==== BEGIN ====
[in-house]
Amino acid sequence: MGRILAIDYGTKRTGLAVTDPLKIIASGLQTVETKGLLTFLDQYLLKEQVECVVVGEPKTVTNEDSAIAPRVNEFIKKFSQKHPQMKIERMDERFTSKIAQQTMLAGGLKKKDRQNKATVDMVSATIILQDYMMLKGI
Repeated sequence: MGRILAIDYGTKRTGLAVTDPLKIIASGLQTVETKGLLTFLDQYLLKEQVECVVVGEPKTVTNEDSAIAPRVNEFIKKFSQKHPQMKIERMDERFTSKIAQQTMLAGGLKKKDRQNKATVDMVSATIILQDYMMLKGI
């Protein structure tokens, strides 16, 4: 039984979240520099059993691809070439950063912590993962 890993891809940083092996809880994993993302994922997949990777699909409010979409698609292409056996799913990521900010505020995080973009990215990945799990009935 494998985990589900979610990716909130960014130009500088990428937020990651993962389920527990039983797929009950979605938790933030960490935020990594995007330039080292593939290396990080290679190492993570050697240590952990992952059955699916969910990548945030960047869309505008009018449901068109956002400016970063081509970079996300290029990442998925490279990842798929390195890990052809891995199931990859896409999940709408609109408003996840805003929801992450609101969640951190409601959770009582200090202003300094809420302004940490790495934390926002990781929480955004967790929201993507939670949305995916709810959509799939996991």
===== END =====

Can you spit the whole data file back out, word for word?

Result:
[in-house]
Amino acid sequence: MGRILAIDYGTKRTGLAVTDPLKIIASGLQTVETKGLLTFLDQYLLKEQVECVVVGEPKTVTNEDSAIAPRVNEFIKKFSQKHPQMKIERMDERFTSKIAQQTMLAGGLKKKDRQNKATVDMVSATIILQDYMMLKGI
Repeated sequence: MGRILAIDYGTKRTGLAVTDPLKIIASGLQTVETKGLLTFLDQYLLKEQVECVVVGEPKTVTNEDSAIAPRVNEFIKKFSQKHPQMKIERMDERFTSKIAQQTMLAGGLKKKDRQNKATVDMVSATIILQDYMMLKGI
């Protein structure tokens, strides 16, 4: 039984979240520099059993691809070439950063912590993962 890993891809940083092996809880994993993302994922997949990777699909409010979409698609292409056996799913990521900010505020995080973009990215990945799990009935 494998985990589900979610990716909130960014130009500088990428937020990651993962389920527990039983797929009950979605938790933030960490935020990594995007330039080292593939290396990080290679190492993570050697240590952990992952059955699916969910990548945030960047869309505008009018449901068109956002400016970063081509970079996300290029990442998925490279990842798929390195890990052809891995199931990859896409999940709408609109408003996840805003929801992450609101969640951190409601959770009582200090202003300094809420302004940490790495934390926002990781929480955004967790929201993507939670949305995916709810959509799939996991």